Create your own library of Mothers Day books. Start reading Mother’s Day books a week or two before Mother’s Day to help students appreciate what their mothers or primary caregivers do for them. For most of us, gratitude is a learned skill and it’s easy to assume others should do things for us. Children who see adults acknowledging kindness and selflessness and saying thank you will find it easier to do the same.
Regularly tell students how much you are thankful for what they do and schedule time for your students to express what they appreciate about others. Set them up for success by giving them tasks that are age appropriate, then comment on their actions.
Mr. Rabbit and the Lovely Present by Charlotte Zolotow and illustrated by Maurice Sendak
Finding a birthday present for her mother is no easy task for the little girl in the book. Luckily, she happens upon Mr. Rabbit, who doesn’t always have the best ideas. Between the two of them, they come up with a present for her mother.
This book by Emery and Durga Bernhard shows how people from various countries carry their youngsters while going about their daily chores. Each double-page spread introduces a different culture with bright colorful pages, and gives children an awareness of many different cultures.
Children learn how similar caregiver’s chores are, no matter where they live.
by Laurel Porter Gaylord (Author), Ashley Wolff (Illustrator)
Children love the animals that are illustrated throughout this book. The story starts with a mother on a chair reading to her child and continues with animal mothers with their offspring. A mother cat with her kitten says, “She listens when I talk.” A Mother deer with her fawn, says, ”She keeps me nice and clean.” The book is short and easy to read.
by Stephen Krensky (Author), Kathi Ember (Illustrator)
Violet is a young snake who likes to play with the other animals in the forest. But when spring arrives, her friends get very busy making presents for Mother’s Day. Violet is glad everyone’s working so hard, but what can she do for her own mother? Without arms or legs or teeth, she can’t make gifts as the other animals can. Then Violet discovers that there is one thing she can do that’s different-and comes up with the most original gift of all.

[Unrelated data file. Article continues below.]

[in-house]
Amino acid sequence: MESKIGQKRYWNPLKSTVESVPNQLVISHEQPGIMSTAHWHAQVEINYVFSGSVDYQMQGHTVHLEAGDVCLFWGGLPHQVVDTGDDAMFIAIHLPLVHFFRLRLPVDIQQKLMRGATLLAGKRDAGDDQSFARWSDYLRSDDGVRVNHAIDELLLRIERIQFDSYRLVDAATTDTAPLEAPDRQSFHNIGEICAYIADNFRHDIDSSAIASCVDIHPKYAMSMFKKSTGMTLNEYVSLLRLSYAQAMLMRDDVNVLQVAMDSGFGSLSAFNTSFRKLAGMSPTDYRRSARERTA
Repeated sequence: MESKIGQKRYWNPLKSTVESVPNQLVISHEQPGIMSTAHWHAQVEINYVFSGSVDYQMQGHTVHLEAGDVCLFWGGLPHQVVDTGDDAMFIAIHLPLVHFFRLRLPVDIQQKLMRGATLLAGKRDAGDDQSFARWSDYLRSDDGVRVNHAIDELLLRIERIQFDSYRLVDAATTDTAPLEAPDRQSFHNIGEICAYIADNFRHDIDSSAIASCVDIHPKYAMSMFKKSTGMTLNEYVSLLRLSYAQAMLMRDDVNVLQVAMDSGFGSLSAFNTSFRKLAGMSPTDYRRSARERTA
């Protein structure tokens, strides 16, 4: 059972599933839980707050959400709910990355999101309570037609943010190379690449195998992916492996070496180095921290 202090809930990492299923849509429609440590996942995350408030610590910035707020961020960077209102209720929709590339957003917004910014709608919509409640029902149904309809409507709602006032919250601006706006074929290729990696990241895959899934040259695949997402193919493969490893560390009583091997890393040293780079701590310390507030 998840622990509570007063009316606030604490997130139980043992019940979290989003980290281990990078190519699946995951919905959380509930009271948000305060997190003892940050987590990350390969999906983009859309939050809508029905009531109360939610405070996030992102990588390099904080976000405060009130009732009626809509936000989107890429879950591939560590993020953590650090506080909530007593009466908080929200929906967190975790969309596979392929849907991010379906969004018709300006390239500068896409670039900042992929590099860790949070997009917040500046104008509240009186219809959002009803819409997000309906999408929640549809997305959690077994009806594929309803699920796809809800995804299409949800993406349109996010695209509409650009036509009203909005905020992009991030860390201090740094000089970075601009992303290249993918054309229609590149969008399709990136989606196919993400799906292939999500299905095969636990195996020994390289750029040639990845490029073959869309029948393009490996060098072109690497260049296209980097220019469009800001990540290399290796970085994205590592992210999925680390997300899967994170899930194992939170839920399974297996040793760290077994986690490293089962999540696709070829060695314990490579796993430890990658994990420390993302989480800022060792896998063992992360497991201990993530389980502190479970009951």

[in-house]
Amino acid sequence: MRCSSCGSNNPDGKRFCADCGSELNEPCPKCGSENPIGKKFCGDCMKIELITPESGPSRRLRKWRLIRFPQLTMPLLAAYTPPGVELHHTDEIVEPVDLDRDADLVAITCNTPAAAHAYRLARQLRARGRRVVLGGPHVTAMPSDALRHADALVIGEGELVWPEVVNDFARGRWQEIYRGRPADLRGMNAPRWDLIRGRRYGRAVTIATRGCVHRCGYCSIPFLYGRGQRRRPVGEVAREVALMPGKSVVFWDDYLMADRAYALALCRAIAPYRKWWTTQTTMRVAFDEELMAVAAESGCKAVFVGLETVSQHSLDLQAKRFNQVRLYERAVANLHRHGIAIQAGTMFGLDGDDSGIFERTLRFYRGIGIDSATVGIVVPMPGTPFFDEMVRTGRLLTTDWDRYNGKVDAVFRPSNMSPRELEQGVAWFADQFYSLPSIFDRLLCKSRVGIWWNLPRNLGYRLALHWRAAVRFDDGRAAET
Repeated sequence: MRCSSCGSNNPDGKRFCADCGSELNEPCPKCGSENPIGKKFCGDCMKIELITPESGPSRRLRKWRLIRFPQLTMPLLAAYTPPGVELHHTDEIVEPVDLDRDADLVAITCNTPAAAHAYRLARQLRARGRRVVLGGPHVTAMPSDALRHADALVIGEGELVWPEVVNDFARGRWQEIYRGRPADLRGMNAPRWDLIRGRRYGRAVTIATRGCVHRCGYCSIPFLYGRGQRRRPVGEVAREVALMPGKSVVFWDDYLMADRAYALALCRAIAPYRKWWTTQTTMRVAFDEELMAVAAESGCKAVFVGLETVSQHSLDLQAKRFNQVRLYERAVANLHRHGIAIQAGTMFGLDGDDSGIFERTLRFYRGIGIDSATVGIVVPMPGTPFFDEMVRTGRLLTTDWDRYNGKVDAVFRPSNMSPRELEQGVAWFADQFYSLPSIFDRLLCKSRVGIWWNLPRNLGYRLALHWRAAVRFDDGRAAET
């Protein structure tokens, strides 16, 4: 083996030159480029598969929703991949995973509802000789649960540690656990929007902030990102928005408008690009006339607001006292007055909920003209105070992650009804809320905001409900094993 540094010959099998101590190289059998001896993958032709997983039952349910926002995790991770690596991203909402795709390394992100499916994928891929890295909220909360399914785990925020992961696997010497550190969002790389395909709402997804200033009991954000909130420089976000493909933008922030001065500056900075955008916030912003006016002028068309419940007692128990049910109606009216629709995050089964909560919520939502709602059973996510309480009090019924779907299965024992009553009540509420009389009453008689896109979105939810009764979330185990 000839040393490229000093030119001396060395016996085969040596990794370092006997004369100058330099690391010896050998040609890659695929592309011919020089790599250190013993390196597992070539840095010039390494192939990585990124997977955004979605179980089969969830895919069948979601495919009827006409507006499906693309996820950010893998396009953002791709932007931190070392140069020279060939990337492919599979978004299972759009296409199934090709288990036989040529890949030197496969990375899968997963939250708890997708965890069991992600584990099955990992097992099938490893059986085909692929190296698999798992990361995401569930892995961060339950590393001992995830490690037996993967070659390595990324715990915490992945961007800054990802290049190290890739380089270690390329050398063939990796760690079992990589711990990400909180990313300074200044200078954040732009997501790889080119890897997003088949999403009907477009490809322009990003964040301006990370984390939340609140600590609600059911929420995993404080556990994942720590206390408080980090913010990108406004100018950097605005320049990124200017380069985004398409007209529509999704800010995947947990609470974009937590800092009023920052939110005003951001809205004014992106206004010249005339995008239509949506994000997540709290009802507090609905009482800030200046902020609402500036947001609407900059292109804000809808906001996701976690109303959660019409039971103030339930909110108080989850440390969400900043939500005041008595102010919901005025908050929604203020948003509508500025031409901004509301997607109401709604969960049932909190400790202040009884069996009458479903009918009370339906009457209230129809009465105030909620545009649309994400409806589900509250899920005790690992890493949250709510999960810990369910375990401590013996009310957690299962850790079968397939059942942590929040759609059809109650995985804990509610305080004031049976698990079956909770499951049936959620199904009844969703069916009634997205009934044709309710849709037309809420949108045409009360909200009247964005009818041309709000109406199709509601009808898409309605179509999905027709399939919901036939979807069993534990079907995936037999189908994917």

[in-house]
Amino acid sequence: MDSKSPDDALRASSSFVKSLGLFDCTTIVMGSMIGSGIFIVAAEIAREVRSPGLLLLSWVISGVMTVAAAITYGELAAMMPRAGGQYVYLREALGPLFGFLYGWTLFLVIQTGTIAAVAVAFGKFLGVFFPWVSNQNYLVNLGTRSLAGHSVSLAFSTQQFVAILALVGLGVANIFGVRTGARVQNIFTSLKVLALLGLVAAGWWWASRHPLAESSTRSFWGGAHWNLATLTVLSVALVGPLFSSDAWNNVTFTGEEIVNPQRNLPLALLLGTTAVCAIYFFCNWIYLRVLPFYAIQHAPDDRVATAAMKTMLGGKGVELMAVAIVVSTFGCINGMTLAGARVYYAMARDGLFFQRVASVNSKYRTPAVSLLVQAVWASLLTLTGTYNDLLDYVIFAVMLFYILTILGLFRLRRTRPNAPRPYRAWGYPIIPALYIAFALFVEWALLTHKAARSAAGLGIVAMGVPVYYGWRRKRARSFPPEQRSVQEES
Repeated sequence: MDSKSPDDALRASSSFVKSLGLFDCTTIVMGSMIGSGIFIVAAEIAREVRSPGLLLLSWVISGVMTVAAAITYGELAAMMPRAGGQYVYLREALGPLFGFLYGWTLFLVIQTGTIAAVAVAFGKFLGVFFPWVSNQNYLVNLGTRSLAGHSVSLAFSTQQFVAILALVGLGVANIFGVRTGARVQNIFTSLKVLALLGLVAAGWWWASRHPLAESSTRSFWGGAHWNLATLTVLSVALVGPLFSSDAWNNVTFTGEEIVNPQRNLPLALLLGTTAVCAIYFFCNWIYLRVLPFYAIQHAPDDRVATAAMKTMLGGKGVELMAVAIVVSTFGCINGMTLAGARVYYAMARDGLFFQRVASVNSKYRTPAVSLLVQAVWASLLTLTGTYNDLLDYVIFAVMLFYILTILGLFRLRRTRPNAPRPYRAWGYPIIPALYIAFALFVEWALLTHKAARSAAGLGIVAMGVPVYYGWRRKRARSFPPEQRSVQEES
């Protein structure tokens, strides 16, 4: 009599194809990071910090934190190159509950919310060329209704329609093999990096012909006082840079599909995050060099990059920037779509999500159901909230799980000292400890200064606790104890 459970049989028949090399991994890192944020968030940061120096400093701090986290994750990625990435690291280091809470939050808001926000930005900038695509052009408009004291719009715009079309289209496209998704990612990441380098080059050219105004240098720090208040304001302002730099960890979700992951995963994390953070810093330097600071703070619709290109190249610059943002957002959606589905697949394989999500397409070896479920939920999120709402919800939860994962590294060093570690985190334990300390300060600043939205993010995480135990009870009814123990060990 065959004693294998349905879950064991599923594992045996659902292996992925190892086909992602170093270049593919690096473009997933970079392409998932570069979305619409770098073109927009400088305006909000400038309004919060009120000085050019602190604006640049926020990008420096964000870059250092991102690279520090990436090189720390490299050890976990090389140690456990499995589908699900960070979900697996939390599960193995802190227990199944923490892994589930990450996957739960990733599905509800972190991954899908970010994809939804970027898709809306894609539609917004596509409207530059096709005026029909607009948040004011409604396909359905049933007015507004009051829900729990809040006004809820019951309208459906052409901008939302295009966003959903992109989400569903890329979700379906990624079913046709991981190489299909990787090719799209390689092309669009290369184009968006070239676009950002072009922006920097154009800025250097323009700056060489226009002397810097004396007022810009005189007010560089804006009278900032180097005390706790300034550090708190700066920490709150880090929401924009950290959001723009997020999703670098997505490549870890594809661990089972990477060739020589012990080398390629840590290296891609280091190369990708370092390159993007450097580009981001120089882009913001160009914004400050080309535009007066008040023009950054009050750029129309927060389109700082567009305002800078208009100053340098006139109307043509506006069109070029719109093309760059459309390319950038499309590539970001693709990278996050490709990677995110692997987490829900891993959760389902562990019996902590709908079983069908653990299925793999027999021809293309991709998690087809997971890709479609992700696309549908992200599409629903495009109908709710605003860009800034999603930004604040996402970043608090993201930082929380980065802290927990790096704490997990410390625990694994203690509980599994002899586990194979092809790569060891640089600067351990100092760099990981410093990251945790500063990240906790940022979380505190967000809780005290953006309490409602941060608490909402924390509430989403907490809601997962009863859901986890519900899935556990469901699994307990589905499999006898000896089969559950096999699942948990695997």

Biscuit Loves Mother’s Day
This Biscuit book by Alyssa Satin Capucilli, shows many ways to make Mom feel special. Chrildren can pull back the big flaps to see the surprises Biscuit and the little girl have in store for her Mom.
Before We Eat: From Farm to Table
by Pat Brisson (Author), Mary Azarian (Illustrator)
This book is not Mother’s Day specific but gives children an appreciation for the food they eat. Many children do not have opportunities to understand the hard work that goes into food production. Mary Azarian’s illustrated wood cuts are wonderful for pre-school and elementary grades. The book helps children value all the workers that raise the food and transport the food to the grocery store.
After reading the story, each student could draw a picture of what their own mother/caregiver does for them so they get to eat a dinner each night and to draw what they can do to help.
Although I am not a fan of crafts, where each child has to make the same thing, I do like these type of books for quick ideas. Throughout the year, teach the kids basic craft skills, such as using liquid glue, then show them how to make a craft from the book with a few demonstrations. Make sure they have similar materials and then let them alone! They usually come up with much more creative work than you’d imagine.
A suggestion for your own mother!
Not sure of Mother’s Day books for your own mother? Mother’s Day is on the second Sunday of May and if you’re running out of time magazines are an easily gift that lasts all year long. Monthly shipping is include in the price.
Disclosure: Please note that I do receive a small commission if you purchase any of the above books from Amazon from the links above.